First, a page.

Benjamin Bradley was born around 1830 as a slave in Maryland. He was able to read and write. He was put to work in a printing office and at the age of 16 began working with scrap he found, modeling it into a small ship. He continued improving on his creation until he had built a working steam engine, made from a piece of a gun-barrel, pewter, pieces of round steel and some nearby junk. Those around him were amazed by his high level of intelligence that he was placed in a new job, this time at the United States Naval Academy in Annapolis, Maryland.
Despite enjoying his job with the Naval Academy, Bradley had not forgotten his steam engine creation. He used the money he had been able to save from his job as well as the proceeds of the sale of his original engine (to a Naval Academy student) to build a larger model. Eventually, he was able to finish an engine large enough to drive the first steam-powered warship at 16 knots. At the time, because he was a slave, he was unable to secure a patent for his engine. His master did, however, allow him to sell the engine and he used that money to purchase his freedom.
Bradley was paid in full for his work, but the money he had made went to his Master, who allowed Bradley to keep five dollars a month for himself.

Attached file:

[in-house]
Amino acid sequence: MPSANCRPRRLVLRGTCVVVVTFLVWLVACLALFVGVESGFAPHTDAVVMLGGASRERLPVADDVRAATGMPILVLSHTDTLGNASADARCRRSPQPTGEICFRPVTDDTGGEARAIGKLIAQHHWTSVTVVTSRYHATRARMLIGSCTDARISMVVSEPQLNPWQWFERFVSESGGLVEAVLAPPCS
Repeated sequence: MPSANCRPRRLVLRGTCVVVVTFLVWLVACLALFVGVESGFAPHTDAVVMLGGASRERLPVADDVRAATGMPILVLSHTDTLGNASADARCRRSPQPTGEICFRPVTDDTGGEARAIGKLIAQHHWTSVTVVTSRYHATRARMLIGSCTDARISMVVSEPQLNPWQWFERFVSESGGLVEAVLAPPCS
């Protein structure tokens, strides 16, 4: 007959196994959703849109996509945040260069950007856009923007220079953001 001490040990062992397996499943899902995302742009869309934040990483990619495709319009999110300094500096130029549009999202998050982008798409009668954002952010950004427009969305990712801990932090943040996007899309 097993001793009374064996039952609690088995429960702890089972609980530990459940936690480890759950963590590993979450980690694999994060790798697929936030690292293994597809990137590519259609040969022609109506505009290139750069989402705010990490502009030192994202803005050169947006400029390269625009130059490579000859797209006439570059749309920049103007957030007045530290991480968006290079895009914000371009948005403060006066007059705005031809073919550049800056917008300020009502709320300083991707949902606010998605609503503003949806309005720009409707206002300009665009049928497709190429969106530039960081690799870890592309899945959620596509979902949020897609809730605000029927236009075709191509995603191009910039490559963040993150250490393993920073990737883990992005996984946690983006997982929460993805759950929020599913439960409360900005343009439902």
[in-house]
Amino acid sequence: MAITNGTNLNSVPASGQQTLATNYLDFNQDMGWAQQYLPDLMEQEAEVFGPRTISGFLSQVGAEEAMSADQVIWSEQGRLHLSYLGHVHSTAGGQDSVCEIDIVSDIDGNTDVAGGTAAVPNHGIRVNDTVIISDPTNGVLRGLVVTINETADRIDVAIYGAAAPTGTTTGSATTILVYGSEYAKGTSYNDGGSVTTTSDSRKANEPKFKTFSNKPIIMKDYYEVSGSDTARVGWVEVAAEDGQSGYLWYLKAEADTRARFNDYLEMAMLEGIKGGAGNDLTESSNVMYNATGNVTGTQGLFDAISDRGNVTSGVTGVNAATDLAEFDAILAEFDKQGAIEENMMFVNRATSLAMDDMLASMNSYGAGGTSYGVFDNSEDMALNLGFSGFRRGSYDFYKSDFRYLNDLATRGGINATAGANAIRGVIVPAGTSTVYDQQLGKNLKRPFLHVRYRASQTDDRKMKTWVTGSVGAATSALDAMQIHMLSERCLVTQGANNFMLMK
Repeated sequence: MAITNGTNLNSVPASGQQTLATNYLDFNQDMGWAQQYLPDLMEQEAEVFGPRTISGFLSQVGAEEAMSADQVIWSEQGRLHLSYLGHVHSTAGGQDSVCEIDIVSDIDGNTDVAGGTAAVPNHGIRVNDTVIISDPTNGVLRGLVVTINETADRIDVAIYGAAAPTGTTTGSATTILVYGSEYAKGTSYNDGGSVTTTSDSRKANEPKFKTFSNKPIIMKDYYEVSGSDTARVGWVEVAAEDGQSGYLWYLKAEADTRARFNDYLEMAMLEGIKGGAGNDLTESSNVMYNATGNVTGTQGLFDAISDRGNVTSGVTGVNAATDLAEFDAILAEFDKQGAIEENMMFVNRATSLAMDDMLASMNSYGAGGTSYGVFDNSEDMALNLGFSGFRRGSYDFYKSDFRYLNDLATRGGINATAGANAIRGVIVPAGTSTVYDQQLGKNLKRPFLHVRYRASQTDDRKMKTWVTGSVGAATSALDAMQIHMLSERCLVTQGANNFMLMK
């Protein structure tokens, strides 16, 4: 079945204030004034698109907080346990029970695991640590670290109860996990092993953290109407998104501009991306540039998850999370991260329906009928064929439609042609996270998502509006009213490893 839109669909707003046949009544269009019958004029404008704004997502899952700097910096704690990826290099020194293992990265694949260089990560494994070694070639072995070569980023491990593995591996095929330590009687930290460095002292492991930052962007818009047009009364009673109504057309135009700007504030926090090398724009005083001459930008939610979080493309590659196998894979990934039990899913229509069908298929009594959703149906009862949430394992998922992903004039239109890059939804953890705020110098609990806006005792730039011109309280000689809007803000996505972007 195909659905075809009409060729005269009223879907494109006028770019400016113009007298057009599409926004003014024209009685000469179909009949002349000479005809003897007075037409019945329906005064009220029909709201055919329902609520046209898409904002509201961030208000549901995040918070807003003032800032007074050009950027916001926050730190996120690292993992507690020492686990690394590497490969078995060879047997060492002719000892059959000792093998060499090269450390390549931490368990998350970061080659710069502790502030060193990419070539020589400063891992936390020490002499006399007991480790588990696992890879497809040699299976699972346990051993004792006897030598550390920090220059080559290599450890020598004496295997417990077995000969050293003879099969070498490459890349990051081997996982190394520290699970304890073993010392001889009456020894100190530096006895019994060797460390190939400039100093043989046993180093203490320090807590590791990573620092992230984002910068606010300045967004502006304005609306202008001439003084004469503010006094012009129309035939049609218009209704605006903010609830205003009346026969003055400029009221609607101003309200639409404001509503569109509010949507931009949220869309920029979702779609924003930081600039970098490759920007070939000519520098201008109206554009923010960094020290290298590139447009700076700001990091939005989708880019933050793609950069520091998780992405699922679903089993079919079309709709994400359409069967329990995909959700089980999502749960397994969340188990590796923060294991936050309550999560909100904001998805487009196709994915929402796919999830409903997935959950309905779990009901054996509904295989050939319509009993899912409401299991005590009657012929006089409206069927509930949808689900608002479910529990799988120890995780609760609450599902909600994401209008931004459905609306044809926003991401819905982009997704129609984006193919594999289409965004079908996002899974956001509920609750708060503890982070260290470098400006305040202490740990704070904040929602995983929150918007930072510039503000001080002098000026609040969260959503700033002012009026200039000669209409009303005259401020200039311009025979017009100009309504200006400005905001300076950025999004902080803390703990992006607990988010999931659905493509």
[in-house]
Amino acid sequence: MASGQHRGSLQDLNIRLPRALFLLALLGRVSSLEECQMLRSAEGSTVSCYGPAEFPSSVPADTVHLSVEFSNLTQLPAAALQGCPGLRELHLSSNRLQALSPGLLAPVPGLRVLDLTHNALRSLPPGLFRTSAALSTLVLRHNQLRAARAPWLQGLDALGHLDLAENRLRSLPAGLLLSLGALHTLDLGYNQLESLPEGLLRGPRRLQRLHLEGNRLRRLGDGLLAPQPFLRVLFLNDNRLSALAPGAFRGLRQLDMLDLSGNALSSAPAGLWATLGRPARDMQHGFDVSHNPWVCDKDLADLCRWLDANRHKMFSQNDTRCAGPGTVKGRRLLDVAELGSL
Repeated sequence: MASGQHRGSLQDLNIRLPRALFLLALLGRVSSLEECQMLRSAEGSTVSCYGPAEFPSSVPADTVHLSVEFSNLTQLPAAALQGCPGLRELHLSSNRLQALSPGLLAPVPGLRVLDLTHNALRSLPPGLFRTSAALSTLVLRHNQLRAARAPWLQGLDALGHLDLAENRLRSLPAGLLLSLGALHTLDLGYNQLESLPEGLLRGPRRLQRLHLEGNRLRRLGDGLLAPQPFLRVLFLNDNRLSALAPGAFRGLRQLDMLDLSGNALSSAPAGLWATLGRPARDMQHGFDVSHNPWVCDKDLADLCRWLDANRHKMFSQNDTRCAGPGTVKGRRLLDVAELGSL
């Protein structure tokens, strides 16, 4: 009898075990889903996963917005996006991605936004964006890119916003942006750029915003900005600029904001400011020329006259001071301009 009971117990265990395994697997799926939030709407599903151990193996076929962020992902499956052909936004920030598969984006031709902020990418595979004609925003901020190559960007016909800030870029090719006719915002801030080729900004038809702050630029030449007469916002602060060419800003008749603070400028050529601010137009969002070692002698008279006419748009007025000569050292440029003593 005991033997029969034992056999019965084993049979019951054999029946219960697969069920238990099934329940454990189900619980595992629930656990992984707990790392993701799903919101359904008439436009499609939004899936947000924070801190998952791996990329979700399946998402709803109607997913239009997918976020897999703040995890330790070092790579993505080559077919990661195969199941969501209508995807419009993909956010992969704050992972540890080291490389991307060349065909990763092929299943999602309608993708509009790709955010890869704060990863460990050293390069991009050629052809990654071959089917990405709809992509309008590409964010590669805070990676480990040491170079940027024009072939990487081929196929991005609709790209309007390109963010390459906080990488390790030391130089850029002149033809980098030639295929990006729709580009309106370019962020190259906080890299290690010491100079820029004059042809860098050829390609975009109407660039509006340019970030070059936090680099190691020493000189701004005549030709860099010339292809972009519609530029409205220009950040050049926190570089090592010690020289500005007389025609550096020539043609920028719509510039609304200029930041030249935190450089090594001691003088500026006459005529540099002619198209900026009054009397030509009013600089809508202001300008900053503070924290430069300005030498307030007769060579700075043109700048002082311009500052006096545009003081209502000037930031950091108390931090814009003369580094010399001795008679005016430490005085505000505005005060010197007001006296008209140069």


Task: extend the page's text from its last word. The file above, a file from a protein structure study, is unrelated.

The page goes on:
Bradley had not forgotten his work with steam engines. He saved the money he earned, and sold his original model engine to a student at the Academy. Bradley then used his savings to develop and build an engine large enough to run the first steam-powered warship. Because he was a slave, Bradley was not allowed to get a patent for the engine he developed. He was, however, able to sell the engine and keep the money, which he used to buy his freedom. He lived the rest of his life as a free man.
Benjamin Bradley’s name appears in few books, perhaps because he was not able to get a patent for his work. Just as there was disagreement over the issue of slavery, there was also disagreement over whether a slave should be allowed to hold a patent. Some people said anyone who came up with an original idea should be allowed to patent it. It should not matter whether that person was free or a slave. Others said that, because he, a slave, was his or her master’s property, anything that a slave produced, including ideas, belonged to the master.
In 1857, however, a slave owner named Oscar Stewart applied for a patent on something one of his slaves had invented. Stewart argued that he owned all the results of his slave’s labor, whether that work had been manual. Despite the laws, the Patent Office agreed. The patent was granted, giving Stewart credit for the invention. The slave who actually came up with the idea (a cotton-processing device) is mentioned in the patent only as “Ned.” Because of the decision in the Stewart case, the patent law was changed to say that a slave could not hold a patent. When the Confederate States broke away from the United States in 1861, the Confederate government surprised many people by once again allowing slaves to hold patents. After the Civil War, however, the patent law was changed again, specifying that all people throughout the United States had the right to patent their own inventions.
Benjamin Bradley’s cause of death was unknown.